Popa returned to his ideas on "semi-civilization", describing revolution as an enemy of natural selection, in either its Darwinian or Lamarckism (Popa favored neither of the latter theories, viewing them as compatible). With "racism", "historical materialism" was "a dangerous simplification" of human endeavor. He warned that communism, like Nazism, was going to "exterminate, propagating hatred and violence toward any belief but its own." His was also an appeal against immoral but "exact" science, describing ideologues as "disciples of the Antichrist": "In this grave situation, the time has come for any conscience that is still pure to ask themselves: 'Where to?' And the answer will not be hard to find: 'Back to Christian morality!' ". According to political scientist Ioan Stanomir, this sample of "Christian democracy" managed to reconcile the political expression of Romanian Orthodoxy, previously monopolized by the far-right, with "political freedom, understood as a set of guarantees against ideological and administrative arbitrariness."
According to Popa's own recollection, the audience sat stone-faced through the delivery of Popa's speech, and rushed for the exits once it was over. More optimistically, Constantin Rădulescu-Motru, a fellow anticommunist academician, wrote that those making an "ostentatious" exit were friends of the Soviet regime, such as Sadoveanu and Parhon. The core public cheered, as if "the Academy were infused with revolt and [...] no one takes for granted the existence of Russian democracy—that blend of dictatorship and gangsterism." As argued by Stanomir, Popa "spoke out inadmissible truths and gave value appraisals to a regime that was just getting ready to impose Stalinist orthodoxy upon the intellectuals. [...] The coming world had discovered a witness that would not hesitate to diagnose it." Within days, Popa was asked to attend a meeting with the Communist Interior Minister, Teohari Georgescu, but he casually refused. When the Gendarmes were dispatched to arrest him at his residence on the university campus, hundreds of students formed a chain and blocked their entrance.
His oppositional stance led to his removal from the Academy with the enthusiastic approval of fellow scientists Săvulescu and Parhon, from the deanship and, in 1946, from teaching. This was accomplished with a novel procedure, which formally eliminated ("compressed") the teaching position, but also singled out the person in charge for further inquiry. One individual who fought to force Popa out of teaching was Simion Oeriu, a communist without scientific training who was nonetheless appointed professor against the former's objections. Another means used to target him was a proposal to admit hundreds of students who had been victims of Nazi oppression in Northern Transylvania, some of whom spoke no Romanian, and award them doctorates in two or three years. When Popa refused, he was called a "reactionary" and even an Iron Guard sympathizer. A first attempt to fire him met with resistance from the medical students, who were very fond of their teacher. When he was ultimately dismissed, he remained unemployed; his lifelong friend Sadoveanu did not intervene.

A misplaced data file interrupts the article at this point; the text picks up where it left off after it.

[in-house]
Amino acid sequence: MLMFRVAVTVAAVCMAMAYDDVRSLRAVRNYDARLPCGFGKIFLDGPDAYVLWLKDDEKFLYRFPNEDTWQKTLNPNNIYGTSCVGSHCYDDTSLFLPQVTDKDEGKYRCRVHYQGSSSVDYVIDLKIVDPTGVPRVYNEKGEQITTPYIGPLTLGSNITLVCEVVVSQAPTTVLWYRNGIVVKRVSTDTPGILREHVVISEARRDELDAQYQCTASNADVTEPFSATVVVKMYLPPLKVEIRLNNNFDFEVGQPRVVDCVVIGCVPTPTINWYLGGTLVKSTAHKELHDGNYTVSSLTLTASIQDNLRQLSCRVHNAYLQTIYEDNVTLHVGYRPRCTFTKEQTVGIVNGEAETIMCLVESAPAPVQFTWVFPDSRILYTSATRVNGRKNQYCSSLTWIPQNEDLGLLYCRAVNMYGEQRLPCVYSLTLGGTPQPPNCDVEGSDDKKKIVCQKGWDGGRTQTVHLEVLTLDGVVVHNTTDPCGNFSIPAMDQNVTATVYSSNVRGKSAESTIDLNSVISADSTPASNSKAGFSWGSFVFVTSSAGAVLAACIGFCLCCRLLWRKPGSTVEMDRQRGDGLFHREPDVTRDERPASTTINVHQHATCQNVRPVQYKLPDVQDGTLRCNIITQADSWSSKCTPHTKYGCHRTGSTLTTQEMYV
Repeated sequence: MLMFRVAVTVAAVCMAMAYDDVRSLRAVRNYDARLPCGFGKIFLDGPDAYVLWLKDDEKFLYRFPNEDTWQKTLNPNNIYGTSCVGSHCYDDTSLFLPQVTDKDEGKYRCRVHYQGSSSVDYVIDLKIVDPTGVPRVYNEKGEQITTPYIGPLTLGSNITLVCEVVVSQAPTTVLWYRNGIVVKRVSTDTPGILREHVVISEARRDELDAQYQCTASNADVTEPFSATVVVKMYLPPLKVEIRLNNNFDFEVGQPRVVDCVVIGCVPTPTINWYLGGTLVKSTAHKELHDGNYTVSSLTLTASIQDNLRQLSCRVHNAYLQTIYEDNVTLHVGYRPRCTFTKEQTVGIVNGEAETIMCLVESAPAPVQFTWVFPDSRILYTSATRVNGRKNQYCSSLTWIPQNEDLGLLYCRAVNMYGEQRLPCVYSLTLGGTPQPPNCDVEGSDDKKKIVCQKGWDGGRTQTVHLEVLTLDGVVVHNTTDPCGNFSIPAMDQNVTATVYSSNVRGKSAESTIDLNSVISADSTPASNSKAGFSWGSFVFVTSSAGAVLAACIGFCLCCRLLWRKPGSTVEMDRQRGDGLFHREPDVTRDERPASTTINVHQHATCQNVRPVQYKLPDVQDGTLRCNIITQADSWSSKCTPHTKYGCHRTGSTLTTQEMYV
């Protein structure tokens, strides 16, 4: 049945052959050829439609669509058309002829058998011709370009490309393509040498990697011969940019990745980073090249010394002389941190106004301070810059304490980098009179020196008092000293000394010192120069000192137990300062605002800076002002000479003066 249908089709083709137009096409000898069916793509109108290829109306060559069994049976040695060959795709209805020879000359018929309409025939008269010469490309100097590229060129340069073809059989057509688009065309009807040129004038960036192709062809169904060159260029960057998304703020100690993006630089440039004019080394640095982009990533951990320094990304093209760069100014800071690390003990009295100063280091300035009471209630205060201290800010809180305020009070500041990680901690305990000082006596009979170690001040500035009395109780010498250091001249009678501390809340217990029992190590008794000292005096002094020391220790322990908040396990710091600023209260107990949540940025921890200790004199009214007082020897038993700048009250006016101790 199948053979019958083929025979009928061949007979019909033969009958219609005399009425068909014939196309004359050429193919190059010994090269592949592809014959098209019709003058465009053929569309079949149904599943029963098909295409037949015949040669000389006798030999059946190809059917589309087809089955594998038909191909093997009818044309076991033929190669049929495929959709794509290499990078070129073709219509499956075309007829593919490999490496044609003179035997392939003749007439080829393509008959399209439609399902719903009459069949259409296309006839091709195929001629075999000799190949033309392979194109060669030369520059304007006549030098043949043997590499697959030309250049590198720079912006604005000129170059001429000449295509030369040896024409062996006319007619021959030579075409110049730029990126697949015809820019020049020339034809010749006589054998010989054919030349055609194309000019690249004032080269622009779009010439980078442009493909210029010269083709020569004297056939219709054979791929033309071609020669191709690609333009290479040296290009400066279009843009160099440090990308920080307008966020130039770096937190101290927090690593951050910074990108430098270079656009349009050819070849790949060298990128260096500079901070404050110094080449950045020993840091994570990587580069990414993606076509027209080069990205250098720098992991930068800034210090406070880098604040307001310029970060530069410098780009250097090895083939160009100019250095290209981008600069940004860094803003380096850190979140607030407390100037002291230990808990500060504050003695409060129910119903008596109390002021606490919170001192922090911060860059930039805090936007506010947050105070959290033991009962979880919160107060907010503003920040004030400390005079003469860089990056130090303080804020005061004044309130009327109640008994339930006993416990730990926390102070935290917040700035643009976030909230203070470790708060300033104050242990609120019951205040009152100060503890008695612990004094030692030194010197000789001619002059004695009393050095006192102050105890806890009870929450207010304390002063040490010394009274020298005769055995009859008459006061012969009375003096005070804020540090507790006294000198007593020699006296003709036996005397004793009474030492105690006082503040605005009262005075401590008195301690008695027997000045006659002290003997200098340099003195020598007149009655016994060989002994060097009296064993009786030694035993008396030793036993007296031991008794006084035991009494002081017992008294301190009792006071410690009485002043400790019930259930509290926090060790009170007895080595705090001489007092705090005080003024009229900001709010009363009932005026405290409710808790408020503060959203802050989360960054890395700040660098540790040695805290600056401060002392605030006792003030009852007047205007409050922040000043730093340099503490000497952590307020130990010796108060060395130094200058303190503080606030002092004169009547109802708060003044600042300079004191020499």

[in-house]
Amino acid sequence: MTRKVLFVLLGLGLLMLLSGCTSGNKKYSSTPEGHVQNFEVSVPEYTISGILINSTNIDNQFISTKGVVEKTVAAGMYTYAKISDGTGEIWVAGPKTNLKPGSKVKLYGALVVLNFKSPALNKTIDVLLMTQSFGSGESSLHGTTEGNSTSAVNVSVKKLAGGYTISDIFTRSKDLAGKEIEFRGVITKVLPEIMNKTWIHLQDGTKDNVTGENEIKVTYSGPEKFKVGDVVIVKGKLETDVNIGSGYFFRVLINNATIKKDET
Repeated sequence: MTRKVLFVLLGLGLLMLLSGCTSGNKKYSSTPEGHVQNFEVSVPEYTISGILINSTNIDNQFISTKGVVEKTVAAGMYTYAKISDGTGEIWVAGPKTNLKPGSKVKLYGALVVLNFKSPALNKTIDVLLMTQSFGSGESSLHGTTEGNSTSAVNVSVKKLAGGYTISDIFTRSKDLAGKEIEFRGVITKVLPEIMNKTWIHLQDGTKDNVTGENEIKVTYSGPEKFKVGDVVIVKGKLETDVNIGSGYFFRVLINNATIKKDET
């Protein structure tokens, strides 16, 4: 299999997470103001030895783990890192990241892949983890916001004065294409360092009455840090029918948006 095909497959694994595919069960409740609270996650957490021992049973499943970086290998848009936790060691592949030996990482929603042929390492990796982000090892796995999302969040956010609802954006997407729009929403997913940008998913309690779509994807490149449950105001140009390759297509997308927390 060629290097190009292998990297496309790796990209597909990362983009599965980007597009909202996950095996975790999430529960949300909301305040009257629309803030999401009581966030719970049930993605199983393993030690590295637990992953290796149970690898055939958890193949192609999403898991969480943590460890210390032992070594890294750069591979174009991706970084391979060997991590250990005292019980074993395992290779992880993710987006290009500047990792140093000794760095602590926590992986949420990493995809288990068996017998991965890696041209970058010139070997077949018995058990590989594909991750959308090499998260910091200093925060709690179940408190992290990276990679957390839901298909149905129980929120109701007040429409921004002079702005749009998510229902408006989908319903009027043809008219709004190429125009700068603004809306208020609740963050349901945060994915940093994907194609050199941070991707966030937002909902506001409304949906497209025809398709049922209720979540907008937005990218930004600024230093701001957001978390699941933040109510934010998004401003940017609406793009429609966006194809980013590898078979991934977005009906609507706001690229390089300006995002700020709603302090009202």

Although seriously ill with essential hypertension and renal sclerosis, he was unable to enter a hospital. Abandoned by his colleagues and under pressure from the authorities, he withdrew into semi-clandestinity. He and his elder son fled in peasant clothes to Șurănești, then to the home of friends in Baia Mare. By constantly changing addresses and not venturing out into the street, Popa managed to evade arrest and was finally brought home, moribund, at the beginning of July 1948. The authorities were aware of his presence but no longer bothered to detain him. His death soon afterwards came several months after a Communist regime was fully established; the Bucharest university leadership refused to have his coffin publicly displayed. The new dean, Nicolae Gh. Lupu, ordered his family to leave campus.
Over the course of the communist period, there was a concerted effort to banish Popa's memory, even though his 1944 petition to Antonescu was still being officially cited as evidence of a communist-backed resistance movement to fascism. In 1991, following the Romanian Revolution, the Iași medical institute, which had meanwhile been separated from the main university, was renamed the Grigore T. Popa University of Medicine and Pharmacy. The primary school in his native village was also renamed in his honor in 2011. Popa's writings on science, culture and ideology were published by his descendants as Reforma Spiritului ("Spiritual Reform") in 2002. Other essays were collected by physician Richard Constantinescu in a 2008 volume of works by and about Ion Petrovici. This is one of several monographs and anthologies edited by Constantinescu, detailing such topics as Popa's Christian faith and his correspondence with poet-physician Vintilă Ciocâlteu, and including his American diary (published 2014).
Popa's widow was obligated to live in a tiny apartment on the outskirts of Bucharest; she died in 1986, in her mid-90s. One of the couple's sons, Grigore Gr., himself became a doctor, while the other, Tudorel, was an actor. As youngsters, Tudorel Popa and his sister Marilena were both involved with their father in aiding the anticommunist underground. Tudorel Popa's son, Vlad Tudor Popa, is a chemist, head of the Romanian Academy's Institute of Physical Chemistry. Grigore Gr. died in 2006; his son is the novelist and critic Dumitru Radu Popa.